Two very disconcerting issues have come to light in a report by the newly found Centre for Development and Employment Research. One, 25 percent of the population between 15 and 29 years is inactive, i.e. they are neither in the education cycle nor economic activity. And they number around 11 million. And two, an equally perplexing and a matter of equal concern, is the fact that the prevalence of unemployment is greater among the higher educated section of the youth.
It is surprising that, given the stress that the current government has put on education, such a large portion of our youth should be outside the ambit of the country's education programme. What needs to be determined is whether this is due to lack of opportunity or other factors. We also feel that there cannot be a more distorted scenario than young people with higher education finding no employment.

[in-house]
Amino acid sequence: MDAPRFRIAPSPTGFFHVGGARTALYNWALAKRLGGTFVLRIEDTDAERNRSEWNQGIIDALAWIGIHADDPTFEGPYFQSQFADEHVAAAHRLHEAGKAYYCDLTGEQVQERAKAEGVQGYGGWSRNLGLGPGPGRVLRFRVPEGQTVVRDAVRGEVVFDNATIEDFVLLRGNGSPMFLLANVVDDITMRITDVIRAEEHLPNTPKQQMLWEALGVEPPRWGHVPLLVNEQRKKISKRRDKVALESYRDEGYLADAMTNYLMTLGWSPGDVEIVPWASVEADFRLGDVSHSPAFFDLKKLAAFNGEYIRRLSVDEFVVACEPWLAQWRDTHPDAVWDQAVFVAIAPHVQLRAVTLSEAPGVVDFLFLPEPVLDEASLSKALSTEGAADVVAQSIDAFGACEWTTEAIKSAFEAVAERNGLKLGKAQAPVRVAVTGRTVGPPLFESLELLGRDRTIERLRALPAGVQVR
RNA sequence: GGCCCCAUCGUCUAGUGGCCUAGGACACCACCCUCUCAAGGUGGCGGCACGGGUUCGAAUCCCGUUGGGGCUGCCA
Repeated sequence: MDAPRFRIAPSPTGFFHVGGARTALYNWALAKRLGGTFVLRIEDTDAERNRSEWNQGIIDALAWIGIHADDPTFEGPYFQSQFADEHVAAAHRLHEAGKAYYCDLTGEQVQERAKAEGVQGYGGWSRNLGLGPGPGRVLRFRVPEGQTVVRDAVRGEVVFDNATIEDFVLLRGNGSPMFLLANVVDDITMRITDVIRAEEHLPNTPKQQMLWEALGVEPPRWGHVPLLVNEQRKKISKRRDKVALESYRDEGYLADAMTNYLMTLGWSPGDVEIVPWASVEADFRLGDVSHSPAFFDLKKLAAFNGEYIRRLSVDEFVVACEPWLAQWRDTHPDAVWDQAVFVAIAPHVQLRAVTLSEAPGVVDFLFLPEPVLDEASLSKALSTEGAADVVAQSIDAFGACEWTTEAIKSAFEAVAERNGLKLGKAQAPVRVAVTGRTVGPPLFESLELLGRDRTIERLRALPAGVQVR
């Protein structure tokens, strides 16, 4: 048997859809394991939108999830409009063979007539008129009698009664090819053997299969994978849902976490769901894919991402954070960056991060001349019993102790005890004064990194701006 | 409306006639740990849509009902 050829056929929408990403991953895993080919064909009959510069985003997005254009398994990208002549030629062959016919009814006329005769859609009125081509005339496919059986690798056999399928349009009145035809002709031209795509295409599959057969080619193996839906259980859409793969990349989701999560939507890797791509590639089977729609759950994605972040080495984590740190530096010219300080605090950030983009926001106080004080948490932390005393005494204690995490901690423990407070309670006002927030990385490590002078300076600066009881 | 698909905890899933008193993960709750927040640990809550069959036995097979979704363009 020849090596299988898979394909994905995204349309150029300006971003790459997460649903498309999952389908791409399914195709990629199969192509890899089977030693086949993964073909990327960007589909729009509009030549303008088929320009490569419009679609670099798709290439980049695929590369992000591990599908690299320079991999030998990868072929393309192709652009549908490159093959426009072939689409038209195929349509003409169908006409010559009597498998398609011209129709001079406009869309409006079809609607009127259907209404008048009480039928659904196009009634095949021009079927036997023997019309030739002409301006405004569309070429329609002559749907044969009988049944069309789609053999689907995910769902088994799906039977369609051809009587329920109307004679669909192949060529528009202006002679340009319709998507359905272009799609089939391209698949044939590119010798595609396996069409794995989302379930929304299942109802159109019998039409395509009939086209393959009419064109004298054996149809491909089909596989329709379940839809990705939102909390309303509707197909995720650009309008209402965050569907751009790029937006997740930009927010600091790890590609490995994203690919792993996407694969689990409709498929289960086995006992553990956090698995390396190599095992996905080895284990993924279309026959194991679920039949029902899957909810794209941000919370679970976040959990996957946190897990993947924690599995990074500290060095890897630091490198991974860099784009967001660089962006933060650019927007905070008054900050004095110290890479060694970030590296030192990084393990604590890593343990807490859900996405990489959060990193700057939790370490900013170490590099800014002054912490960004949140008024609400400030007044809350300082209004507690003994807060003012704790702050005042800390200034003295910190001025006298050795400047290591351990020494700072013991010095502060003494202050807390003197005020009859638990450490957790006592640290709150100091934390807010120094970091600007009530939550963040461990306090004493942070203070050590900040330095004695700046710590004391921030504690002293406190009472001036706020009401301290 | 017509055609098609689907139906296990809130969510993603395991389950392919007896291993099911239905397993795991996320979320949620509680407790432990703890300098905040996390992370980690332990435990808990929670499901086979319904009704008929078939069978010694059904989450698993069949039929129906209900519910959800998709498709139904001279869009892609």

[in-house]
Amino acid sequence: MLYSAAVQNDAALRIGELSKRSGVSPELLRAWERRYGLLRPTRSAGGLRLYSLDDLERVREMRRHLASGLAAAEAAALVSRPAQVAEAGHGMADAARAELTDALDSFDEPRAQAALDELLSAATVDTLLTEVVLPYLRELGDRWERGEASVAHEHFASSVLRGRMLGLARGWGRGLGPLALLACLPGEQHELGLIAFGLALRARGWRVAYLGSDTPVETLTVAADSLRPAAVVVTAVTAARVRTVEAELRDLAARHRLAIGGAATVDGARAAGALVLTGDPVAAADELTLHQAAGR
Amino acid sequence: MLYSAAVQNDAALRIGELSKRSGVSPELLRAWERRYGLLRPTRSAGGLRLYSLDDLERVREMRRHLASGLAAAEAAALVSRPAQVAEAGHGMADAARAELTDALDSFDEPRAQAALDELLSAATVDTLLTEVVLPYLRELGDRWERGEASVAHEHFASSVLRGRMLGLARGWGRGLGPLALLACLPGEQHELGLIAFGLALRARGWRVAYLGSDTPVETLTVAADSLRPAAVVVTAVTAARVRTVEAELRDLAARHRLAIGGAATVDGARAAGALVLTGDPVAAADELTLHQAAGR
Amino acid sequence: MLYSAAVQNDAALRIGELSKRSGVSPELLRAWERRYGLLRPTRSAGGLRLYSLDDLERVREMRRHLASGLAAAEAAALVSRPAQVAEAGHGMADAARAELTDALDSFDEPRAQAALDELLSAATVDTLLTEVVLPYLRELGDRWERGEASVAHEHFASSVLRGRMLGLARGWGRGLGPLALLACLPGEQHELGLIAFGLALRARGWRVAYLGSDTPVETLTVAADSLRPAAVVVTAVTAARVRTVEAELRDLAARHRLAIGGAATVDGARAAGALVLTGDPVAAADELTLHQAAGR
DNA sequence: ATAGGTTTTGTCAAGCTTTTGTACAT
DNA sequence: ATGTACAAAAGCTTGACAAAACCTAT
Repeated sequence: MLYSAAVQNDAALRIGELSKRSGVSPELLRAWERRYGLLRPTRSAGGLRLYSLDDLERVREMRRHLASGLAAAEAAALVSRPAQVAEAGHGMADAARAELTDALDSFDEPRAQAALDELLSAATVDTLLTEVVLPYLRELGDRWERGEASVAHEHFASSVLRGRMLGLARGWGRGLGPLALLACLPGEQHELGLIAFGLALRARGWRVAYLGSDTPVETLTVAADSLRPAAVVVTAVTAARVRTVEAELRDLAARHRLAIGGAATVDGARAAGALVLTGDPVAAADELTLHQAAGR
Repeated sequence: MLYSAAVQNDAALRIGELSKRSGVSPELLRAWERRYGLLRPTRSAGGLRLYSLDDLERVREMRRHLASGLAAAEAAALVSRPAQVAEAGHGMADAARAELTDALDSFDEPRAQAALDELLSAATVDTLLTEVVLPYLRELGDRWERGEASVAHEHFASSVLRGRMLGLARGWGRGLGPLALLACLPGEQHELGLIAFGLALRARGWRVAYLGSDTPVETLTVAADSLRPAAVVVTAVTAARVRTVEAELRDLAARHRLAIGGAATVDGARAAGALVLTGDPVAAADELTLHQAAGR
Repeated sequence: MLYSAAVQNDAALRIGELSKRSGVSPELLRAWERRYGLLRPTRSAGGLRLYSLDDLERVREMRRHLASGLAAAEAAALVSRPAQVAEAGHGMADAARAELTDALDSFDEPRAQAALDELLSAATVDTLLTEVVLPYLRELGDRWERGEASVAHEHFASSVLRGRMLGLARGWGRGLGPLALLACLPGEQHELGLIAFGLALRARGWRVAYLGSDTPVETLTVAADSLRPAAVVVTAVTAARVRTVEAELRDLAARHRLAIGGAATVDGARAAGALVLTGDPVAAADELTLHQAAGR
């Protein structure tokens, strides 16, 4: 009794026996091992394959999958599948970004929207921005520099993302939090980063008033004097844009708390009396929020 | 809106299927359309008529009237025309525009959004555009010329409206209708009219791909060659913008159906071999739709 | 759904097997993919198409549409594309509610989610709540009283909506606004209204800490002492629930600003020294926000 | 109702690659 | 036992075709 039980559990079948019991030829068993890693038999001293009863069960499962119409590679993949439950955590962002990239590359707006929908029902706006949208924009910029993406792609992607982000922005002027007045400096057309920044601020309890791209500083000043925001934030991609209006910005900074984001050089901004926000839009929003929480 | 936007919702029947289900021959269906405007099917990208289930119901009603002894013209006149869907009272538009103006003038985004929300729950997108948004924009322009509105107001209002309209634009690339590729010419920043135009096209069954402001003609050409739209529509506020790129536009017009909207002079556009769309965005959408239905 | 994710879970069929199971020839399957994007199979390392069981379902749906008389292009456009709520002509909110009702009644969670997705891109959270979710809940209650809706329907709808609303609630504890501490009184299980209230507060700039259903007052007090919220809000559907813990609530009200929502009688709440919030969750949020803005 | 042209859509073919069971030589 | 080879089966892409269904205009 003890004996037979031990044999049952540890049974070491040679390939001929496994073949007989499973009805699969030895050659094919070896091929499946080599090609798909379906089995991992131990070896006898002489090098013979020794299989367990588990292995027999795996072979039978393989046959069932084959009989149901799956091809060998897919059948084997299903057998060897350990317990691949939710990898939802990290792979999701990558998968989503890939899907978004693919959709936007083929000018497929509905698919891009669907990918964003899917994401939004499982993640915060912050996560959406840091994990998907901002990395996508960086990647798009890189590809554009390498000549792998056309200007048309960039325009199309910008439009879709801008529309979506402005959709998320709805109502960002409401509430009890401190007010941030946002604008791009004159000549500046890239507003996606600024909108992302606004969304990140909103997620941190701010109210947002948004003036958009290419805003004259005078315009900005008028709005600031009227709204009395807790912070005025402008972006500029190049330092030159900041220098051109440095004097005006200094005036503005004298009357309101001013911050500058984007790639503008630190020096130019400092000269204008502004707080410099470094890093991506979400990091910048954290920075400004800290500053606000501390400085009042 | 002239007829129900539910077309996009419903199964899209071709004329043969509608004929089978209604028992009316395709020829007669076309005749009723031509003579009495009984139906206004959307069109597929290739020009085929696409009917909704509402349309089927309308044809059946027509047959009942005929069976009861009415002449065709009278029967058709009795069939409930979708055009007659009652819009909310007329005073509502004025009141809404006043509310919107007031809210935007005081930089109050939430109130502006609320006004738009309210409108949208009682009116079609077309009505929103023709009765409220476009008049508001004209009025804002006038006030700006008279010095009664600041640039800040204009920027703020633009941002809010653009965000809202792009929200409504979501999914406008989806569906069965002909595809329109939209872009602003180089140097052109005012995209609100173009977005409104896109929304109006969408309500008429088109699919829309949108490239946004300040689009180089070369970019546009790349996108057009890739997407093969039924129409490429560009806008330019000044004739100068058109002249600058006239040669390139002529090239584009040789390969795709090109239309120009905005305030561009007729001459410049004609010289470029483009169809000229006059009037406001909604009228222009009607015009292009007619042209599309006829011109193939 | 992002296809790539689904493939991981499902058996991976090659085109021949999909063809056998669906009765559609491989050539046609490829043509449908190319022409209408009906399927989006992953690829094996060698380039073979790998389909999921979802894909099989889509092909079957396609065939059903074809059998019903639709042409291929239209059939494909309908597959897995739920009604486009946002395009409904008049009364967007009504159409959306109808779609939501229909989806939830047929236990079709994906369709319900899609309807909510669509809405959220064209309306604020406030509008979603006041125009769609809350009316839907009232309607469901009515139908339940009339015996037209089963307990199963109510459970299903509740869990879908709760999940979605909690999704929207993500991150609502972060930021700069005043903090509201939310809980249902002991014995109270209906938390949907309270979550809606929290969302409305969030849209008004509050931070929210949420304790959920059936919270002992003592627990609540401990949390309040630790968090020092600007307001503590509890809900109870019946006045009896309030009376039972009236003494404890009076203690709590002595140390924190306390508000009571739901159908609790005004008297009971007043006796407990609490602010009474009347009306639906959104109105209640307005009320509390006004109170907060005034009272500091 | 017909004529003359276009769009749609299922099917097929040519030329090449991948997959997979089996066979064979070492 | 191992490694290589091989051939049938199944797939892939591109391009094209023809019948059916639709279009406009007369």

Given that more than a quarter of our population is comprised of youth the situation is grim and calls for the government to initiate proactive measures to address the situation on an urgent basis. We feel that neither of the two situations – uneducated unemployed and educated unemployed – is acceptable. The youths are the backbone of the society and our future, and if they are left out of the mainstream activity of the state it is only at the cost of our development and wellbeing. Along with relevant and appropriate education and vocational training for the youths, employment opportunities must be created for them.